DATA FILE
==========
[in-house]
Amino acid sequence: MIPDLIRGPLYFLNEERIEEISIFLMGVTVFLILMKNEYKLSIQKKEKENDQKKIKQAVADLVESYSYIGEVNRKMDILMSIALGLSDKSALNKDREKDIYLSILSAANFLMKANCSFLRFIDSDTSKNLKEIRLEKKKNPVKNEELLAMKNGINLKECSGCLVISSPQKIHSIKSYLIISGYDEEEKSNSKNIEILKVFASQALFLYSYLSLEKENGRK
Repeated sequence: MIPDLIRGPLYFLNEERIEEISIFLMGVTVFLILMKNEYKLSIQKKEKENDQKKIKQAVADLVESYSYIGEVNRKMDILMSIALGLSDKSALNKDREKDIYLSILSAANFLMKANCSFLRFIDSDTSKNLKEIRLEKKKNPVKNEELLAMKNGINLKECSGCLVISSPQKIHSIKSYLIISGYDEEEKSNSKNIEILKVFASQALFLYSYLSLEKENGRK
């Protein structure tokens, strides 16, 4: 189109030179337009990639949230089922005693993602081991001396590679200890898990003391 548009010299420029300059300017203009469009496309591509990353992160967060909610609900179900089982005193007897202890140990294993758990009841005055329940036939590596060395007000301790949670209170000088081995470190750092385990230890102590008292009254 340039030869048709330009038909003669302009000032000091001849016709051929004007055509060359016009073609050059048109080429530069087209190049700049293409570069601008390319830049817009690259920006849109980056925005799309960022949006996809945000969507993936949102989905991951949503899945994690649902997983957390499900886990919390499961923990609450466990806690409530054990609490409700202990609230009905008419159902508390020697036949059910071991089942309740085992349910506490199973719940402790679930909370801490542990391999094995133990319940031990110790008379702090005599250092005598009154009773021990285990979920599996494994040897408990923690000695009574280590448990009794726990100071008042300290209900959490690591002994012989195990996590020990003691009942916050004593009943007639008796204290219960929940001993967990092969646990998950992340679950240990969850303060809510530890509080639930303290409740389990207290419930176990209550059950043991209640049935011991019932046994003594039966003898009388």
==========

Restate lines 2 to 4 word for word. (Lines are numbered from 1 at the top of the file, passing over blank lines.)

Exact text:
Amino acid sequence: MIPDLIRGPLYFLNEERIEEISIFLMGVTVFLILMKNEYKLSIQKKEKENDQKKIKQAVADLVESYSYIGEVNRKMDILMSIALGLSDKSALNKDREKDIYLSILSAANFLMKANCSFLRFIDSDTSKNLKEIRLEKKKNPVKNEELLAMKNGINLKECSGCLVISSPQKIHSIKSYLIISGYDEEEKSNSKNIEILKVFASQALFLYSYLSLEKENGRK
Repeated sequence: MIPDLIRGPLYFLNEERIEEISIFLMGVTVFLILMKNEYKLSIQKKEKENDQKKIKQAVADLVESYSYIGEVNRKMDILMSIALGLSDKSALNKDREKDIYLSILSAANFLMKANCSFLRFIDSDTSKNLKEIRLEKKKNPVKNEELLAMKNGINLKECSGCLVISSPQKIHSIKSYLIISGYDEEEKSNSKNIEILKVFASQALFLYSYLSLEKENGRK
């Protein structure tokens, strides 16, 4: 189109030179337009990639949230089922005693993602081991001396590679200890898990003391 548009010299420029300059300017203009469009496309591509990353992160967060909610609900179900089982005193007897202890140990294993758990009841005055329940036939590596060395007000301790949670209170000088081995470190750092385990230890102590008292009254 340039030869048709330009038909003669302009000032000091001849016709051929004007055509060359016009073609050059048109080429530069087209190049700049293409570069601008390319830049817009690259920006849109980056925005799309960022949006996809945000969507993936949102989905991951949503899945994690649902997983957390499900886990919390499961923990609450466990806690409530054990609490409700202990609230009905008419159902508390020697036949059910071991089942309740085992349910506490199973719940402790679930909370801490542990391999094995133990319940031990110790008379702090005599250092005598009154009773021990285990979920599996494994040897408990923690000695009574280590448990009794726990100071008042300290209900959490690591002994012989195990996590020990003691009942916050004593009943007639008796204290219960929940001993967990092969646990998950992340679950240990969850303060809510530890509080639930303290409740389990207290419930176990209550059950043991209640049935011991019932046994003594039966003898009388």